Homotopically vs geometrically atoroidal

In the book

Aschenbrenner, Matthias; Friedl, Stefan; Wilton, Henry, 3-manifold groups, EMS Series of Lectures in Mathematics. Zürich: European Mathematical Society (EMS) (ISBN 978-3-03719-154-5/pbk). xiv, 215 p. (2015). ZBL1326.57001.

they say that a $$3$$-manifold $$M$$ is (homotopically) atoroidal if any map $$T^2\to M$$ from a torus that induces an injection $$\pi_1(T^2)\to\pi_1(M)$$ is homotopic to a map $$T^2\to\partial M$$.

A related definition is that $$M$$ is (geometrically) atoroidal if any incompressible embedded $$T^2\subset M$$ is isotopic to a boundary component of $$M$$.

According to the book, these two notions agree except for "small Seifert fibered manifolds," where "a Seifert fibered manifold is called small if it is not Haken." And, "a $$3$$-manifold is Haken [...] if it is compact, orientable, irreducible, and has an embedded incompressible surface," where "embedded surface" means properly embedded and orientable.

Let $$X$$ be a pair of pants (a closed $$3$$-times punctured sphere) and let $$M=S^1\times X$$.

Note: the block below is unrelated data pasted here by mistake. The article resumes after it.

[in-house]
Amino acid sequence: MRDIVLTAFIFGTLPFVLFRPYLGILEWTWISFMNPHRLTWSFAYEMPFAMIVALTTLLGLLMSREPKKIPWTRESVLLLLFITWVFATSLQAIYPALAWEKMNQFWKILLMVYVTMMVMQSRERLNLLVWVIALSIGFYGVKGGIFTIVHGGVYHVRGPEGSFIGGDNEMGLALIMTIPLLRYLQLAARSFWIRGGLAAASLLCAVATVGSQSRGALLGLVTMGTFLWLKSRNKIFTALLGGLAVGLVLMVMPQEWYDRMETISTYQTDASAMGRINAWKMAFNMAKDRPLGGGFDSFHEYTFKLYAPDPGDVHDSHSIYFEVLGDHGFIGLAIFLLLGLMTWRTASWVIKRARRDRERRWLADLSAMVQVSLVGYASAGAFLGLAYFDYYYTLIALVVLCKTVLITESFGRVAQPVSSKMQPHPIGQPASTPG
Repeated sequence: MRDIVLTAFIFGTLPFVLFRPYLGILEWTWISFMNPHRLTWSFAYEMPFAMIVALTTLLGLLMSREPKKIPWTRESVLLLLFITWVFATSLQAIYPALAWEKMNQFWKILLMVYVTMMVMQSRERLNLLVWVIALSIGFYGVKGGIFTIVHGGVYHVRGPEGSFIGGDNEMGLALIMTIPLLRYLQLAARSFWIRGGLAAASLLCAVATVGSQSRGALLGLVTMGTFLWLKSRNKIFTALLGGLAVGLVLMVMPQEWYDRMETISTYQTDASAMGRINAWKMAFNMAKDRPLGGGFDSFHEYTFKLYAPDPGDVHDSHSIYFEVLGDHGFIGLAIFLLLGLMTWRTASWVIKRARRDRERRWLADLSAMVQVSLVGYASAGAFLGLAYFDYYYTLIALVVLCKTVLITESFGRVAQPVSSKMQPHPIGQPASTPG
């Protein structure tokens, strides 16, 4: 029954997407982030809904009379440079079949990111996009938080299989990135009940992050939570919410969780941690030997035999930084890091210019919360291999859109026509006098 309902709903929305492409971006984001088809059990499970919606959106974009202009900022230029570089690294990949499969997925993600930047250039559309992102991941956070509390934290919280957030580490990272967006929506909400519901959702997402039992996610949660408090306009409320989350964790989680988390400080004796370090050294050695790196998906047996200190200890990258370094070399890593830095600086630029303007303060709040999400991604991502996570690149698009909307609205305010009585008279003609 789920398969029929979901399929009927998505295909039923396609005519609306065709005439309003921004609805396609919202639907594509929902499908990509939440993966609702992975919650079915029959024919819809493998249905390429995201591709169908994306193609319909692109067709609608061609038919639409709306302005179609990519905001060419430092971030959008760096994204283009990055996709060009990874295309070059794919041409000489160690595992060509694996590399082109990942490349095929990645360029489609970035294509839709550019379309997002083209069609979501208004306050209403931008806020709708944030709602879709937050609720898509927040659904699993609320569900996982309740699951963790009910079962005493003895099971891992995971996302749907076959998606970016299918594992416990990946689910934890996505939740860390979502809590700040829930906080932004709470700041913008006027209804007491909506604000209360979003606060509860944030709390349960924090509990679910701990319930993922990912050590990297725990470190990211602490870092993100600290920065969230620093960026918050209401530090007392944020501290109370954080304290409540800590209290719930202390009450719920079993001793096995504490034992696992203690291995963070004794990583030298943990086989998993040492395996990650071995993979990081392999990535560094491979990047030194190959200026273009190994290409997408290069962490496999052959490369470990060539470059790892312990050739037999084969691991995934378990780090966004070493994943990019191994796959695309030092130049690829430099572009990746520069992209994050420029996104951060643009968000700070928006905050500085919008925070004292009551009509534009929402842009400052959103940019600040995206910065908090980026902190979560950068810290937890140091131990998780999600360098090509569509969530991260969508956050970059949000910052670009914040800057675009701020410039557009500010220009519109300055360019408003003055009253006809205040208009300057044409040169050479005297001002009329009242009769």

• This is not homotopically atoroidal. If $$a,b$$ are generators of $$\pi_1(X)$$ with, say, counterclockwise orientation around the punctures, then let $$\gamma$$ represent the loop $$ab^{-1}$$, which requires a point of intersection. The immersed torus $$S^1\times \gamma$$ is $$\pi_1$$-injective but not boundary parallel. If it were boundary parallel, then this would give a homotopy of $$\gamma$$ to $$\partial X$$.

• This is geometrically atoroidal. Essentially, every simple closed curve in $$X$$ is boundary parallel in the surface.

• This is a Seifert-fibered space since it is an $$S^1$$ product bundle over the surface $$X$$.

• This is Haken, so not a small Seifert-fibered space. $$\{*\}\times X$$ is a properly embedded orientable incompressible surface. (It is $$\pi_1$$-injective.)

In the arXiv version of the survey from a couple years before the book, they had previously written that "these two notions differ only for certain Seifert fibered $$3$$-manifolds where the base orbifold is a genus $$0$$ surface such that the number of boundary components together with the number of cone points equals three." $$M$$ is certainly such a Seifert fibered space, and I have been puzzled by the difference.

What is the correct condition for when the notions of a space being homotopically and geometrically atoroidal diverge? Or what have I misunderstood?